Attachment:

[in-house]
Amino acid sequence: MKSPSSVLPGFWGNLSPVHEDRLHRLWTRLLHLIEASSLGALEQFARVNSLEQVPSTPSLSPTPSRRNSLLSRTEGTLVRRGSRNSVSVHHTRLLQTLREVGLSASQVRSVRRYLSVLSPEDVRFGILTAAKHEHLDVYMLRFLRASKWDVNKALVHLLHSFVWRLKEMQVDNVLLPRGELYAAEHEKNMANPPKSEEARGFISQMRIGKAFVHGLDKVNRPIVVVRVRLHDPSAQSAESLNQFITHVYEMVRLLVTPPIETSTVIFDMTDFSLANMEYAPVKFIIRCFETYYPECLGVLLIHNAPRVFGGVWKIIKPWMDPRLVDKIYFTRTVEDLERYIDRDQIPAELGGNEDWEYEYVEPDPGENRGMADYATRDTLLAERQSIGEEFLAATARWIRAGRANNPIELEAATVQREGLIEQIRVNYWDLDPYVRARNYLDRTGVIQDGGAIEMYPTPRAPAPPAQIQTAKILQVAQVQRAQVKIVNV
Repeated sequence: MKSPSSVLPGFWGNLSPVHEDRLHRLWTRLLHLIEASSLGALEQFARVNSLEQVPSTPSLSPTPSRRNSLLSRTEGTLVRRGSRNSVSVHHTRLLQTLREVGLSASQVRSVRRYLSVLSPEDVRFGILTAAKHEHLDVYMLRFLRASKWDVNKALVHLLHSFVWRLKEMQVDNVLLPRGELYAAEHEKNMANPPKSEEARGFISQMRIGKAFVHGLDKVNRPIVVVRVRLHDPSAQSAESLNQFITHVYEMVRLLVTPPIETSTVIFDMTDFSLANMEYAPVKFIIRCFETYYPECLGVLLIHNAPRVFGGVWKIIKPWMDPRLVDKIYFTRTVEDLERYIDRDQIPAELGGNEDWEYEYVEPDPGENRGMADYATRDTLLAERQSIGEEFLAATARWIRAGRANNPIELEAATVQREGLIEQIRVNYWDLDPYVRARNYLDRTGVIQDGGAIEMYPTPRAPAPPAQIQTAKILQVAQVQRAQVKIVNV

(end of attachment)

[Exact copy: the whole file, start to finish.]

[in-house]
Amino acid sequence: MKSPSSVLPGFWGNLSPVHEDRLHRLWTRLLHLIEASSLGALEQFARVNSLEQVPSTPSLSPTPSRRNSLLSRTEGTLVRRGSRNSVSVHHTRLLQTLREVGLSASQVRSVRRYLSVLSPEDVRFGILTAAKHEHLDVYMLRFLRASKWDVNKALVHLLHSFVWRLKEMQVDNVLLPRGELYAAEHEKNMANPPKSEEARGFISQMRIGKAFVHGLDKVNRPIVVVRVRLHDPSAQSAESLNQFITHVYEMVRLLVTPPIETSTVIFDMTDFSLANMEYAPVKFIIRCFETYYPECLGVLLIHNAPRVFGGVWKIIKPWMDPRLVDKIYFTRTVEDLERYIDRDQIPAELGGNEDWEYEYVEPDPGENRGMADYATRDTLLAERQSIGEEFLAATARWIRAGRANNPIELEAATVQREGLIEQIRVNYWDLDPYVRARNYLDRTGVIQDGGAIEMYPTPRAPAPPAQIQTAKILQVAQVQRAQVKIVNV
Repeated sequence: MKSPSSVLPGFWGNLSPVHEDRLHRLWTRLLHLIEASSLGALEQFARVNSLEQVPSTPSLSPTPSRRNSLLSRTEGTLVRRGSRNSVSVHHTRLLQTLREVGLSASQVRSVRRYLSVLSPEDVRFGILTAAKHEHLDVYMLRFLRASKWDVNKALVHLLHSFVWRLKEMQVDNVLLPRGELYAAEHEKNMANPPKSEEARGFISQMRIGKAFVHGLDKVNRPIVVVRVRLHDPSAQSAESLNQFITHVYEMVRLLVTPPIETSTVIFDMTDFSLANMEYAPVKFIIRCFETYYPECLGVLLIHNAPRVFGGVWKIIKPWMDPRLVDKIYFTRTVEDLERYIDRDQIPAELGGNEDWEYEYVEPDPGENRGMADYATRDTLLAERQSIGEEFLAATARWIRAGRANNPIELEAATVQREGLIEQIRVNYWDLDPYVRARNYLDRTGVIQDGGAIEMYPTPRAPAPPAQIQTAKILQVAQVQRAQVKIVNV